More recently, however, Saudi Arabia came to the conclusion that defeating Iran on the Syrian stage is the dominant consideration. This conclusion is shared by other Arab states, which explains the shift in the Arab League’s position and the extraordinary steps it has taken against the Assad regime.
It is also a prime example of how “soft power” can be used by countries, like Saudi Arabia and Qatar, that may not be a military match for Tehran.
The roles played by Turkey and the Arab League are also a byproduct of the modest role played by the United States.
In the Libyan crisis, President Obama sought to “lead from behind.” In the Syrian crisis, Washington does not lead at all. Yes, the American ambassador, Robert Ford, played a courageous role; the administration imposed some sanctions, and has used strong words to denounce Assad. But Washington does not have a coherent policy, and seems content to have regional powers in the driver’s seat in this crisis.
Israel is passive as well. In 2005, when George W. Bush wanted to topple Bashar al-Assad, then-prime minister Ariel Sharon cautioned against doing so, using the “devil we know” argument. Assad was Iran’s close ally and Lebanon’s oppressor, a patron of Hamas and an anti-American actor in Iraq, but the alternative to his rule, according to the conventional wisdom at the time, was the Muslim Brotherhood.
This is not Israel’s policy now. After the discovery of Assad’s secret cooperation with North Korea, and given the threats to its national security by Hezbollah in Lebanon and Hamas in Gaza, Israel came to the conclusion that there is more potential damage in Assad’s survival than in his departure.
Deeply preoccupied with the Iranian threat, Israel is of the opinion that extracting the Syrian brick from the Iranian wall could usher in a new phase in regional politics. Clearly both Hamas and Hezbollah are treading more softly now.
There is another dimension to this issue. Since 1973, Syria under both Assads fought Israel by proxy in the Lebanese and Palestinian arenas, but kept the Golan front quiet. This may change. Last May and June, Palestinian demonstrators were encouraged to approach the border fence at two sites in the Golan Heights and to try to break through it.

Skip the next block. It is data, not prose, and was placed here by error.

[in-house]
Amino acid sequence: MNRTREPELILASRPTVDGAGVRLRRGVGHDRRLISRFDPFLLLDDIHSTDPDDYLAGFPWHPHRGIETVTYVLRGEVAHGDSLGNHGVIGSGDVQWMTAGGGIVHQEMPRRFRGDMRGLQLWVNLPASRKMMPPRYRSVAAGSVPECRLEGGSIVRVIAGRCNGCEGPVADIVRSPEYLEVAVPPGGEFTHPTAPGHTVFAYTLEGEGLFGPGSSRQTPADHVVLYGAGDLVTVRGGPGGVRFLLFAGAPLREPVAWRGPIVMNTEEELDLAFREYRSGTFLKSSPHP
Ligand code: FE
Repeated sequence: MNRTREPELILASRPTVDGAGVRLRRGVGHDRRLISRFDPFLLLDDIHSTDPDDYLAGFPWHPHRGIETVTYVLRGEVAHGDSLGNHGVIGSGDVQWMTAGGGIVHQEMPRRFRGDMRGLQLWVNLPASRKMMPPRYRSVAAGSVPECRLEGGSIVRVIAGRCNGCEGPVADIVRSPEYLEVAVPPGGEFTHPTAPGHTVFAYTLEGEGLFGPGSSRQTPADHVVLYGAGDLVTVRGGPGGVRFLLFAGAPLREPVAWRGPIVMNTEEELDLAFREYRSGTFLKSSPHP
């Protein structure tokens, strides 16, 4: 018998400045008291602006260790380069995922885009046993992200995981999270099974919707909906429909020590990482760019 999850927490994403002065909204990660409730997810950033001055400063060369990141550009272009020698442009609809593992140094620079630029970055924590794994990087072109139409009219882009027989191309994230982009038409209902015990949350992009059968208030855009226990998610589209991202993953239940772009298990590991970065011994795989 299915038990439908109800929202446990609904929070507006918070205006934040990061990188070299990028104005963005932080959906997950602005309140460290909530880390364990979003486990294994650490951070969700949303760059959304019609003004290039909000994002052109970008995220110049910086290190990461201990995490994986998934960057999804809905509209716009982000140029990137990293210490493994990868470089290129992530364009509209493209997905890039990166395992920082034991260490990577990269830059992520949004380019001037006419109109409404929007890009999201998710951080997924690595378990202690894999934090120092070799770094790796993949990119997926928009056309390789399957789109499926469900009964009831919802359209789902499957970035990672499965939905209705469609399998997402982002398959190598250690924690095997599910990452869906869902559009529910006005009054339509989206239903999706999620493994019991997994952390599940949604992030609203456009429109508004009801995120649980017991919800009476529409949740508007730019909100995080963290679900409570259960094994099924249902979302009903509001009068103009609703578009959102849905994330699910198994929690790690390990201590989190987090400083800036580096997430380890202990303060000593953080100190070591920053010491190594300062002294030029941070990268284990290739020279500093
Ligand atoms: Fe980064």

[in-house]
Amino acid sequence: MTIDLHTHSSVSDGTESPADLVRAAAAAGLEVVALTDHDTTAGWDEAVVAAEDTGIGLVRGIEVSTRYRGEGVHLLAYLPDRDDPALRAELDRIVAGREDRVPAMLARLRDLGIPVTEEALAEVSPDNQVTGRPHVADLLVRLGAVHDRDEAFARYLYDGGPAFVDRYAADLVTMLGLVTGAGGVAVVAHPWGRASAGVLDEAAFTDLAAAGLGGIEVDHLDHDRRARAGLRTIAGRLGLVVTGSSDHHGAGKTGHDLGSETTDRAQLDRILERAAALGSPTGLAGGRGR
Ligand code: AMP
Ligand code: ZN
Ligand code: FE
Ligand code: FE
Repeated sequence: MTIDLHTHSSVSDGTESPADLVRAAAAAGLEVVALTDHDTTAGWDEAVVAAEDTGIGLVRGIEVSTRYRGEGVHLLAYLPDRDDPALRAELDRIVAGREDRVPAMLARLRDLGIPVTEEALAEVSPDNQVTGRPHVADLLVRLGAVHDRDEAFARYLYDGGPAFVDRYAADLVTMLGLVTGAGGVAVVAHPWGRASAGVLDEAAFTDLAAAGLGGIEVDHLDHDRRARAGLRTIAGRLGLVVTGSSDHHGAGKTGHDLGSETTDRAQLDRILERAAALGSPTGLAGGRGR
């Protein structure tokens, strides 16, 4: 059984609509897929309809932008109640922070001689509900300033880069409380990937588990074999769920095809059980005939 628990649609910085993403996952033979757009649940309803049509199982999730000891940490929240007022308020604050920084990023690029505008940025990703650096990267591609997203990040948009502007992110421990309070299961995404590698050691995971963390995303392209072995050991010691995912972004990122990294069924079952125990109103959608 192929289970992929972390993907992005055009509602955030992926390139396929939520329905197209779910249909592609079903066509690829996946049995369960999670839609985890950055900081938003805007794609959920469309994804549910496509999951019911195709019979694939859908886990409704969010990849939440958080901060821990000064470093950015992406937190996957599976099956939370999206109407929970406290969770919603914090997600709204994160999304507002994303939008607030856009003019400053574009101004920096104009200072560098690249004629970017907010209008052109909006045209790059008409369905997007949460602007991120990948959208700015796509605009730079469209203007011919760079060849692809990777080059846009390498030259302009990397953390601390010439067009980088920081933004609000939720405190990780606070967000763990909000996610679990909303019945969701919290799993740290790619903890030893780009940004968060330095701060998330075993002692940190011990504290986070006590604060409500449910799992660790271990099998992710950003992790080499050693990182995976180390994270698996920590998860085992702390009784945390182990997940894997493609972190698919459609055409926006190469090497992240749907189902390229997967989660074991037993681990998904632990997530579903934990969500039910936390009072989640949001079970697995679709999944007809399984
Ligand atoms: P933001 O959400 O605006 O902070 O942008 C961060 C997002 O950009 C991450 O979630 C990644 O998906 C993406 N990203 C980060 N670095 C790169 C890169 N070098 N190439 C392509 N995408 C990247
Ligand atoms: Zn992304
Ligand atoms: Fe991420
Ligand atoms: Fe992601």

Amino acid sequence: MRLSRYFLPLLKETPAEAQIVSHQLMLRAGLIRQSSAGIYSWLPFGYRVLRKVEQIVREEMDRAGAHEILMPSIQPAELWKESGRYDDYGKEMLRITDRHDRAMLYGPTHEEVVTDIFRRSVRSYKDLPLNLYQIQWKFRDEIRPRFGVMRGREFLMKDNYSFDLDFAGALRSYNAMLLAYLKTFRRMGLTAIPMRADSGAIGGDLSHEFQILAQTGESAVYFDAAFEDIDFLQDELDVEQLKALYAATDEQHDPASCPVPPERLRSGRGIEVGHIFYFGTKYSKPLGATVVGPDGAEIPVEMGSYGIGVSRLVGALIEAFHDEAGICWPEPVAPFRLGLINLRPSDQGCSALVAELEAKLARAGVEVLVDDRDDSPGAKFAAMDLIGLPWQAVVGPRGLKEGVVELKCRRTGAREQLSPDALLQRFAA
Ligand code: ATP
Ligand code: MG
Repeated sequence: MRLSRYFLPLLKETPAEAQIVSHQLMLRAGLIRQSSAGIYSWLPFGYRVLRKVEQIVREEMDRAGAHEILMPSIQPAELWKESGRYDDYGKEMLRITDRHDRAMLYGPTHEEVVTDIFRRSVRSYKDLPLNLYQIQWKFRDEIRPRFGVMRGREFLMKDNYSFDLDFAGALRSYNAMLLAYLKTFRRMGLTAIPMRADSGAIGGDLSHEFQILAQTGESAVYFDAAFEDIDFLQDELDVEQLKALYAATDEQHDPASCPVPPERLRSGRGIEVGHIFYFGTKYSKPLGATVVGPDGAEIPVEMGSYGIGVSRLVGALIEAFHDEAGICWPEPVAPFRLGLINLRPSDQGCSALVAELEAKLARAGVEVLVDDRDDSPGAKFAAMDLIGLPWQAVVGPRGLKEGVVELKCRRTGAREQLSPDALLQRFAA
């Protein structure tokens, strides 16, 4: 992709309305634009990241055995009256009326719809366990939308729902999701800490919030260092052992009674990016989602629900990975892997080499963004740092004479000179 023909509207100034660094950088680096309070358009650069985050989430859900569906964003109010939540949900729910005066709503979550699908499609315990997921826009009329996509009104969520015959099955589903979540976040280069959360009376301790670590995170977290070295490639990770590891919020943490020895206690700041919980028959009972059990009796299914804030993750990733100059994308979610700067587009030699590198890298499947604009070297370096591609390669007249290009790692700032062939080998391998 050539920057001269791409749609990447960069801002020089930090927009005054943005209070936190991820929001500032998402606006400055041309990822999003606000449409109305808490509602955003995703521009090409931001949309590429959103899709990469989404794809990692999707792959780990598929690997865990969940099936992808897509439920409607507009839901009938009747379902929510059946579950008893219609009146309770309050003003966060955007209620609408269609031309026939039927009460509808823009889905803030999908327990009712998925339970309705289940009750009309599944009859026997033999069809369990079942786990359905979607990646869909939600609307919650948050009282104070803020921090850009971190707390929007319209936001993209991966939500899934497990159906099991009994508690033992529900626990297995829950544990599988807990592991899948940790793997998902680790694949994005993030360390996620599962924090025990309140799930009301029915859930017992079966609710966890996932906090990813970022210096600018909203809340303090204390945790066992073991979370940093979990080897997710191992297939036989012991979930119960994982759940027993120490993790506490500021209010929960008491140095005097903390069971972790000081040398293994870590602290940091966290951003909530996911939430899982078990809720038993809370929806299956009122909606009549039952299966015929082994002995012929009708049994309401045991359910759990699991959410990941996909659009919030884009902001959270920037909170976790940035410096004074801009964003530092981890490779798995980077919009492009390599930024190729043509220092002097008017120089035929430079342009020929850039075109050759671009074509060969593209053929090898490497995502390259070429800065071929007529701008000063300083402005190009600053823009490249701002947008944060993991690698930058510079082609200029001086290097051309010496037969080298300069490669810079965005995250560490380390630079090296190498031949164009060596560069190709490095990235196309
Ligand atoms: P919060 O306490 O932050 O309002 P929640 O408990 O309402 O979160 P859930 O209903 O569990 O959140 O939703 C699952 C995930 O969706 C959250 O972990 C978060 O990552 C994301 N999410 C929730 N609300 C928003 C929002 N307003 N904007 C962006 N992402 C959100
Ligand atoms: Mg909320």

Bashar al-Assad’s cousin, Rami Makhlouf, recently warned, “if there is no stability here, there’s no way there will be stability in Israel,” and similar threats have been made by Syria’s foreign minister and by the leader of Hezbollah. The essence of these threats is that the regime does not intend to fall quietly, and should there be any external intervention, or should the final hour come, it might use its own and Hezbollah’s missiles against Israel and possibly other neighbors. Israel does not have a direct influence on the course of events in Syria, but it does have to take such threats seriously.
There seems to be no real prospect of external military intervention in Syria. But the policies of external actors will have a major impact on the position of the Syrian army and on the middle classes of Damascus and Aleppo that so far have been sitting on the fence.
The United States, France and other powers that traditionally played an important role in the Levant do not need to resort to military action. They have a full arsenal of diplomatic and economic assets that could tilt the current conflict in Syria, put an end to brutal suppression and bloodshed, and help the Arab Spring register another achievement.
By Itamar Rabinovich, who has served as Israel’s chief negotiator with Syria and as Israel’s ambassador in Washington. His books include The View from Damascus.